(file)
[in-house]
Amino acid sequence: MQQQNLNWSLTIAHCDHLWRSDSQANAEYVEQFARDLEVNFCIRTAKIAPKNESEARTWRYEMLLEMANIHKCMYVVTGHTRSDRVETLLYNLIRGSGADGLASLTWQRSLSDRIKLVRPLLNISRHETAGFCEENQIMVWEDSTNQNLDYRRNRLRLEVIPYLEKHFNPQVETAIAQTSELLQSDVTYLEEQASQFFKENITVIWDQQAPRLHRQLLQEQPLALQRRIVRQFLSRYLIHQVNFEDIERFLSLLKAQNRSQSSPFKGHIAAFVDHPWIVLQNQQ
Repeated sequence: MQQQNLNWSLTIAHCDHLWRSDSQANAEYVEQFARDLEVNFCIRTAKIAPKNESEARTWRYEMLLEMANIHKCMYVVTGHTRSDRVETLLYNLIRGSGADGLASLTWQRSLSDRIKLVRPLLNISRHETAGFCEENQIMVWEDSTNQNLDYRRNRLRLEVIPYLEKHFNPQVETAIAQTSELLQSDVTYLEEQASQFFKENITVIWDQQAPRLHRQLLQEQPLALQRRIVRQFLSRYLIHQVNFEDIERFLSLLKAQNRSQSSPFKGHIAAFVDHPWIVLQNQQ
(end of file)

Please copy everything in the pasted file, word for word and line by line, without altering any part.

[in-house]
Amino acid sequence: MQQQNLNWSLTIAHCDHLWRSDSQANAEYVEQFARDLEVNFCIRTAKIAPKNESEARTWRYEMLLEMANIHKCMYVVTGHTRSDRVETLLYNLIRGSGADGLASLTWQRSLSDRIKLVRPLLNISRHETAGFCEENQIMVWEDSTNQNLDYRRNRLRLEVIPYLEKHFNPQVETAIAQTSELLQSDVTYLEEQASQFFKENITVIWDQQAPRLHRQLLQEQPLALQRRIVRQFLSRYLIHQVNFEDIERFLSLLKAQNRSQSSPFKGHIAAFVDHPWIVLQNQQ
Repeated sequence: MQQQNLNWSLTIAHCDHLWRSDSQANAEYVEQFARDLEVNFCIRTAKIAPKNESEARTWRYEMLLEMANIHKCMYVVTGHTRSDRVETLLYNLIRGSGADGLASLTWQRSLSDRIKLVRPLLNISRHETAGFCEENQIMVWEDSTNQNLDYRRNRLRLEVIPYLEKHFNPQVETAIAQTSELLQSDVTYLEEQASQFFKENITVIWDQQAPRLHRQLLQEQPLALQRRIVRQFLSRYLIHQVNFEDIERFLSLLKAQNRSQSSPFKGHIAAFVDHPWIVLQNQQ